This draft was deep. Real deep. There was legitimate first round value available in the second round this year. That doesn’t happen very often. Last year, first round value was hard to come by anywhere. But this draft was unusual. Teams weren’t as stupid as usual! We didn’t have any Charlie Villanueva or Dion Waiters-like unexpected picks, or Anthony Bennett for that matter. The lottery went, for the most part, as most people predicted. There were some minor hiccups. Noah Vonleh slid a little bit. Aaron Gordon went a tad higher than people expected. Maybe, some people thought Embiid would slide a few picks further. But other than that, things were pretty rational, and that’s saying a lot for NBA GMs! Toward the second half of the first round though, things got a little frisky, as always. Some obscure Brazilian guy no one had ever heard of was chosen 20th! No really, like no one even knew who he was. He didn’t even show up on a single one of Chad Ford’s ten mock drafts, or however many he ended up doing. And the Hornets inexplicably appeased LeBron’s demand that the Heat get Shabazz Napier. The Hornets drafted Napier, and before the entire basketball universe could rejoice over the future 30 for 30 documenting Napier and Kemba Walker reuniting in the pros, Napier was informed he’d been dealt to the Heat. But aside from some of those crazy story lines, there were a couple of very good players that slipped unnecessarily far in the draft. Continue reading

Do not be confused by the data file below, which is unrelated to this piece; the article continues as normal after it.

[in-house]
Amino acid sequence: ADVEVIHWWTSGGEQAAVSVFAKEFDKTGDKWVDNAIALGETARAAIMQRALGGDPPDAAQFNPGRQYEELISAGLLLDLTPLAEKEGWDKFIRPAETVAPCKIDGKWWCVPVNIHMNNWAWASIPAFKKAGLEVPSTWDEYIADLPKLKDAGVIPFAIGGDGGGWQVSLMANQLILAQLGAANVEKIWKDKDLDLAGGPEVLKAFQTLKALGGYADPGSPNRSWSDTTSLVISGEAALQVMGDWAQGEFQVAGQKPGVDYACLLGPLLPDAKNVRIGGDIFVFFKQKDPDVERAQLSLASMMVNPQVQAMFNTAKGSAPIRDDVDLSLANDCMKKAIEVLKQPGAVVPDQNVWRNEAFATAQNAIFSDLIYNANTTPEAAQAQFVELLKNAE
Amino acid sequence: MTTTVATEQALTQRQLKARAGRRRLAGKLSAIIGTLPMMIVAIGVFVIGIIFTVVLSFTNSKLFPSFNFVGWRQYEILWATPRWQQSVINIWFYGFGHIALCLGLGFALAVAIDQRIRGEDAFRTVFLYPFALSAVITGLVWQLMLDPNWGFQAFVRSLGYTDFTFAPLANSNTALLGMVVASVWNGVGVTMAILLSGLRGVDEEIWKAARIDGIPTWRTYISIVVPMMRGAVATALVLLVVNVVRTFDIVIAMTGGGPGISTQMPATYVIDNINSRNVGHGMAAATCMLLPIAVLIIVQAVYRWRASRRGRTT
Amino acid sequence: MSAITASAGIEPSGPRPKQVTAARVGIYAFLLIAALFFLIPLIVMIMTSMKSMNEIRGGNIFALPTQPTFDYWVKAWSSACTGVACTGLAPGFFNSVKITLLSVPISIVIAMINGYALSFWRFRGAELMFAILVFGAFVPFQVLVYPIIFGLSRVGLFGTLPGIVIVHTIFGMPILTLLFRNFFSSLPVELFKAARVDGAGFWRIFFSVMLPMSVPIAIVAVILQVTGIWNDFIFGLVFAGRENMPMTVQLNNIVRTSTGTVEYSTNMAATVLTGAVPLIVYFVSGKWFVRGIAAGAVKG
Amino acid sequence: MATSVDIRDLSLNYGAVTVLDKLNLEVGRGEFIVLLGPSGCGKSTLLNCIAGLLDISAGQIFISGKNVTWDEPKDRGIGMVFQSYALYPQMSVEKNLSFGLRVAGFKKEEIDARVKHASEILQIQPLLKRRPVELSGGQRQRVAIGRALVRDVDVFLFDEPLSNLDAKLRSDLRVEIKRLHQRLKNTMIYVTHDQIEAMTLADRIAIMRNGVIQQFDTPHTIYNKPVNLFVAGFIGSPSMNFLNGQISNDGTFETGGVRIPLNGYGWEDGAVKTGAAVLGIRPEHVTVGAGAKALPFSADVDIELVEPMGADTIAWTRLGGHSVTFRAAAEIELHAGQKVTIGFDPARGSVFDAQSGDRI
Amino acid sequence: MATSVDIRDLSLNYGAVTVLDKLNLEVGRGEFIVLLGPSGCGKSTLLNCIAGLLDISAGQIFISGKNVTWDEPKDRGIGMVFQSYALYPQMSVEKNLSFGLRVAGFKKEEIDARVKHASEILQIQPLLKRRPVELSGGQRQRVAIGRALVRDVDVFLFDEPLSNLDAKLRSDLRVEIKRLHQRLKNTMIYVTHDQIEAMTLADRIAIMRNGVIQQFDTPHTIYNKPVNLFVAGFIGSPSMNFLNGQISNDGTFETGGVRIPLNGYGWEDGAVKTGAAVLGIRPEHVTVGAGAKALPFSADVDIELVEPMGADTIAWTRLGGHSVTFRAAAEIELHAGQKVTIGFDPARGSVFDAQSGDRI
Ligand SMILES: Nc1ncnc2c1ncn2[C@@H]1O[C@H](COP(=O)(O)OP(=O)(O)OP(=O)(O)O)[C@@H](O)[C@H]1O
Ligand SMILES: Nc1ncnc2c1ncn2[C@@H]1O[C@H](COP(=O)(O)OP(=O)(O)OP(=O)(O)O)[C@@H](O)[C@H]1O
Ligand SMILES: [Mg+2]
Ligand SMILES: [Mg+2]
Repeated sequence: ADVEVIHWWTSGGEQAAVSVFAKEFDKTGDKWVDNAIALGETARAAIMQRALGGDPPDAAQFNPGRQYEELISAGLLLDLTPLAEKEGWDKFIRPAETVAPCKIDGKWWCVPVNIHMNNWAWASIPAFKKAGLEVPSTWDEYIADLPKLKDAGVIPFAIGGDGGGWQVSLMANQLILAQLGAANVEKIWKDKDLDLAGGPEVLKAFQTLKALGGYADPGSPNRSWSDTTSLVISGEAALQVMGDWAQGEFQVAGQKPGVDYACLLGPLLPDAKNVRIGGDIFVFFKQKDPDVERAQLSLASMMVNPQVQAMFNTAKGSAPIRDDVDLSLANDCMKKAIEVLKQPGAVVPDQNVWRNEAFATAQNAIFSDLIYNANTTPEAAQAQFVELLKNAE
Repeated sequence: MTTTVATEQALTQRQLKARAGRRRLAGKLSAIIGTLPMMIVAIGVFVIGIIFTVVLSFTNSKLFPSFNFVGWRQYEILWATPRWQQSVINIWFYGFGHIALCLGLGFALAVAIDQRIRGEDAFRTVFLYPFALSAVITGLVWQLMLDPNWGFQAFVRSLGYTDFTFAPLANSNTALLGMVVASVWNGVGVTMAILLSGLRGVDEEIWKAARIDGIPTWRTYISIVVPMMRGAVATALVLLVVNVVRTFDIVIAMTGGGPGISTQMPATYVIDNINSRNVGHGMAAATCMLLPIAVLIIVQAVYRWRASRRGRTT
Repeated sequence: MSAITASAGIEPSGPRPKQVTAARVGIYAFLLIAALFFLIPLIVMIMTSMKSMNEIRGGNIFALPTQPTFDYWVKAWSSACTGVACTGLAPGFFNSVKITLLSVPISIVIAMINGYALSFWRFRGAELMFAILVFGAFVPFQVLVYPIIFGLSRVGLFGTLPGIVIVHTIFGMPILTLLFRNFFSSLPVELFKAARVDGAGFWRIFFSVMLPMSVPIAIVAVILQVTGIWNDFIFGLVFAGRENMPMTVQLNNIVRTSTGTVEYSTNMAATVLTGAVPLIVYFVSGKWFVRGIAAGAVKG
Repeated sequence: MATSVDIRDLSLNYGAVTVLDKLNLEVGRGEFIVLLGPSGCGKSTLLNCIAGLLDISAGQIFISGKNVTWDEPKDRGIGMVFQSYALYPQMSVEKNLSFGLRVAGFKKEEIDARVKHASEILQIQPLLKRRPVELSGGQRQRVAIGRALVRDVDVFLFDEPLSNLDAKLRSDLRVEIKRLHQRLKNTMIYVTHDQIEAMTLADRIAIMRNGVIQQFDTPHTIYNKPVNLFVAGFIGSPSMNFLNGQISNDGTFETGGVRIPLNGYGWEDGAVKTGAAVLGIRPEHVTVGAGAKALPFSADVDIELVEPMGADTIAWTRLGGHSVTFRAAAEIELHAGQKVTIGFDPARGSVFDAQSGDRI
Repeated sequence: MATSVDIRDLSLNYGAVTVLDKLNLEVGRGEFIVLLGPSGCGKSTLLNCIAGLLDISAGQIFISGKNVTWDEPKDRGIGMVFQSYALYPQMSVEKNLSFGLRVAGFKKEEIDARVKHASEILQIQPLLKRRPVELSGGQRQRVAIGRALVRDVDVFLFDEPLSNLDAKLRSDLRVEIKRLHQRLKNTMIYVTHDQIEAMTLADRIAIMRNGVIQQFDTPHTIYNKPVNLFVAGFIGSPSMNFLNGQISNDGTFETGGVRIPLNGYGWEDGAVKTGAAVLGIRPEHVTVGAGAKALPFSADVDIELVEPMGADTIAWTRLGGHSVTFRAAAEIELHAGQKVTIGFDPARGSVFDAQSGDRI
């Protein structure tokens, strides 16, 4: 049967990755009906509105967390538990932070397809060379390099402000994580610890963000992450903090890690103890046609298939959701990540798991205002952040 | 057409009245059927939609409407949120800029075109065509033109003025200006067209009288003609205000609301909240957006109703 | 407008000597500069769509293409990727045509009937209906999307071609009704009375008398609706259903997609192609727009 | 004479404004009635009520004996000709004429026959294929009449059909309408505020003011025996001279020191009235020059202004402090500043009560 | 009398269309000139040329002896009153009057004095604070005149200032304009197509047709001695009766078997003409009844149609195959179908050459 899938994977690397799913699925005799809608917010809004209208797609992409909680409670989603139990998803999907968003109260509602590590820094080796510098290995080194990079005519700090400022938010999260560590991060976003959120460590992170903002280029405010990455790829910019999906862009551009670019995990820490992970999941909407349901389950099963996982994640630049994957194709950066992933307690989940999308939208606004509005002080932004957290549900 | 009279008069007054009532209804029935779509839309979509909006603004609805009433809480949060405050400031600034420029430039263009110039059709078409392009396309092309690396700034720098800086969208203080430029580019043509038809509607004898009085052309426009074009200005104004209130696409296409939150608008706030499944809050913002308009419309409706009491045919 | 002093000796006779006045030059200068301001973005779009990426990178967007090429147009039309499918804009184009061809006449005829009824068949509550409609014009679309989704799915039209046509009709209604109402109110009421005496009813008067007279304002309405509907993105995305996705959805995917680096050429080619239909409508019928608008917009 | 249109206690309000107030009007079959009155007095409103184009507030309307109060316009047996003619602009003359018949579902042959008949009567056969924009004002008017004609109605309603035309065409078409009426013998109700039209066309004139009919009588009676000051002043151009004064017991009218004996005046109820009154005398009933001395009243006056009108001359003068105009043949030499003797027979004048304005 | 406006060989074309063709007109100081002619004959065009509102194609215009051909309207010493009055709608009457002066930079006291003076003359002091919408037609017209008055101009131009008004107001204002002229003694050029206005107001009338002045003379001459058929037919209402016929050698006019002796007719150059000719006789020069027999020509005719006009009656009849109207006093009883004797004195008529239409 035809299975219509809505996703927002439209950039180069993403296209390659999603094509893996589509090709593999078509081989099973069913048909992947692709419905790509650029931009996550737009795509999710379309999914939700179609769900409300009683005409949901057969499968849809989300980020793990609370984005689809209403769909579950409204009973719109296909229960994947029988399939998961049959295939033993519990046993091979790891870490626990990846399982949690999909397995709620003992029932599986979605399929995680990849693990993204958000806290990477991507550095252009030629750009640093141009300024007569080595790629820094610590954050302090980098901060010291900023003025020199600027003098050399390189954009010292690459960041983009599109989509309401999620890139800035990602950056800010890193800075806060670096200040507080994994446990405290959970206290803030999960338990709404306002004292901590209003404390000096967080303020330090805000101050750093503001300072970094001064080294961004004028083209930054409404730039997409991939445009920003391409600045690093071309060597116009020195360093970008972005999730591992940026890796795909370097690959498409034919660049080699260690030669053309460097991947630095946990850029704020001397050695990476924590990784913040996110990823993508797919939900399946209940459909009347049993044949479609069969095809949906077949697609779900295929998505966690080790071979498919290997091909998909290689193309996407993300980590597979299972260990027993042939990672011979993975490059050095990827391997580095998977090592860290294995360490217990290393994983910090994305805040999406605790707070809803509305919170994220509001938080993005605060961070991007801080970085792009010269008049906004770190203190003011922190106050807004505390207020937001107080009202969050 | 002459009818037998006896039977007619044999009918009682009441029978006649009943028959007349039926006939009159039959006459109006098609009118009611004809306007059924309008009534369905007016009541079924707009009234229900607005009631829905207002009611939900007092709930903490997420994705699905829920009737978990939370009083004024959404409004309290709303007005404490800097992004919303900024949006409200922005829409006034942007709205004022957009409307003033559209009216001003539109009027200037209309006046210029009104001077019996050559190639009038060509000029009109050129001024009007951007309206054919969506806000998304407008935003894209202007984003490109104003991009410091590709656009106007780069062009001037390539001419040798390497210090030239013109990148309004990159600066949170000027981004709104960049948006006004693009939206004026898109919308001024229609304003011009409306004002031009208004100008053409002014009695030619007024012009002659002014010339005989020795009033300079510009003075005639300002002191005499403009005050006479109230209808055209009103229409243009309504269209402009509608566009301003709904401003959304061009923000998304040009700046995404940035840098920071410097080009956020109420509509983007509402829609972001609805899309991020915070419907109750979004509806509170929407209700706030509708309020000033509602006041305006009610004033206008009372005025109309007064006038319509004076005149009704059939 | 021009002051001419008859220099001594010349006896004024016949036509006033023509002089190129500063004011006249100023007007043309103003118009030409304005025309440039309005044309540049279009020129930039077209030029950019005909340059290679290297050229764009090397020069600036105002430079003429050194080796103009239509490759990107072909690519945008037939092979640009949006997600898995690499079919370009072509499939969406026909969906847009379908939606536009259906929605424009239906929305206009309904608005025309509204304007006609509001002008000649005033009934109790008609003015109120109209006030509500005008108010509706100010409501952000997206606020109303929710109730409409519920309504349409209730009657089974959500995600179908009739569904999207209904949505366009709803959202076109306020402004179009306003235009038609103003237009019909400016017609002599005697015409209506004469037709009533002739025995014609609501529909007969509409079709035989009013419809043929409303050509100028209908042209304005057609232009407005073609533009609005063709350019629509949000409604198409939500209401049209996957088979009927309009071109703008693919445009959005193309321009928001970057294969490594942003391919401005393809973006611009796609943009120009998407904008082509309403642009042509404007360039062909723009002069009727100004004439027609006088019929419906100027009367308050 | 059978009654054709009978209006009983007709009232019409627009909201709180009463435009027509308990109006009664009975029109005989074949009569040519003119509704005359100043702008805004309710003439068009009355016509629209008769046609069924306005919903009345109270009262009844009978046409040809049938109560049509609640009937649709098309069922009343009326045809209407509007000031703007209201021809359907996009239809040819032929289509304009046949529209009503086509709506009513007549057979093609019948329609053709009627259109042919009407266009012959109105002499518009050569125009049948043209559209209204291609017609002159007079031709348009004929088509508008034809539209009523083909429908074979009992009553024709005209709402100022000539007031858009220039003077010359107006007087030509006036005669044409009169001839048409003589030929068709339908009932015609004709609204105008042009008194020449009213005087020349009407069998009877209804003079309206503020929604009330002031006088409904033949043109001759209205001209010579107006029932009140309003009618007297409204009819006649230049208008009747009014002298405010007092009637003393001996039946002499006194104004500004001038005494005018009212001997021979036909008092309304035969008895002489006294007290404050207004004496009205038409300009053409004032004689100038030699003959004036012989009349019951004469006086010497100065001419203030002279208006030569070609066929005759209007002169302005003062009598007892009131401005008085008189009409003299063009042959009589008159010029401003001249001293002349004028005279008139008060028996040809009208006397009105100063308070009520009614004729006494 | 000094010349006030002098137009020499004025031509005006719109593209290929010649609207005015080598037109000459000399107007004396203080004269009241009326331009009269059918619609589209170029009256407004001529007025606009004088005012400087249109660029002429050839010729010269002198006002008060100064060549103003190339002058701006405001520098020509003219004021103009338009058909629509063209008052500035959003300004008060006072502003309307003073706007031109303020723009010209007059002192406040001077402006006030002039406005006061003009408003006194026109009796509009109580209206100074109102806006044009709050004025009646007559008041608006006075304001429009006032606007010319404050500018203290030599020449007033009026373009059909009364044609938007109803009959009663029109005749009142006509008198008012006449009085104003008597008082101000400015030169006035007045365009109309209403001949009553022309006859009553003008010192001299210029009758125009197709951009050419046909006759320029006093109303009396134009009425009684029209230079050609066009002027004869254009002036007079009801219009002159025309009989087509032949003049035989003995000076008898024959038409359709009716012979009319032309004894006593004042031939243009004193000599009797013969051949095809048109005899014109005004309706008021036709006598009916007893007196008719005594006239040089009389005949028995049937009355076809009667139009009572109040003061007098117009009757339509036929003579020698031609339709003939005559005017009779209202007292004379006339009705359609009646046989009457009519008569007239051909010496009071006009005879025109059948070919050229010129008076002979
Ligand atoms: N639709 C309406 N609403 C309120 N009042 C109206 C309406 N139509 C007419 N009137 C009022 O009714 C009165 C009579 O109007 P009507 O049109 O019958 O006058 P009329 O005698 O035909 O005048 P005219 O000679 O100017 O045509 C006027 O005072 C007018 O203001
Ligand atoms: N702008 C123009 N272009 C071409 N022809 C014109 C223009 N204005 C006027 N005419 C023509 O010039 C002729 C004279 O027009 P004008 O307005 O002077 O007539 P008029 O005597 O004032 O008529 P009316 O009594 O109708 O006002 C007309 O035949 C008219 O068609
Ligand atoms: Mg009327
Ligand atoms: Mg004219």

The Mavericks have recently expressed in signing 33 year Pau Gasol. Gasol would be paired in Dallas’ frontline with Dirk, easily giving the Mavs perhaps the most skilled frontline in the NBA. Gasol is 33 year olds and has endured two disappointing seasons in Los Angeles without Kobe’s help. Despite the Lakers’ recent struggles, Pau has vowed to stay in LA if Kobe wants him to. But aside from loyalty, Pau has little reason to sign up for any more time in LA. The Lakers own the 7th pick in this year’s draft, as well as some cap space–some of which would have to be used on Pau–but that is not enough to turn the Lakers into a playoff team. The Lakers won only 27 games last year, and even the biggest Kobe-diehards have to realize that his return to the court will mean little as a 35 year old. Of course, Los Angeles is one of the premier destinations in the league. The Lakers are probably the most storied franchise in the league and the weather is always a plus, but if Gasol wants to add one more ring to his collection, Los Angeles is not the place to stay. Continue reading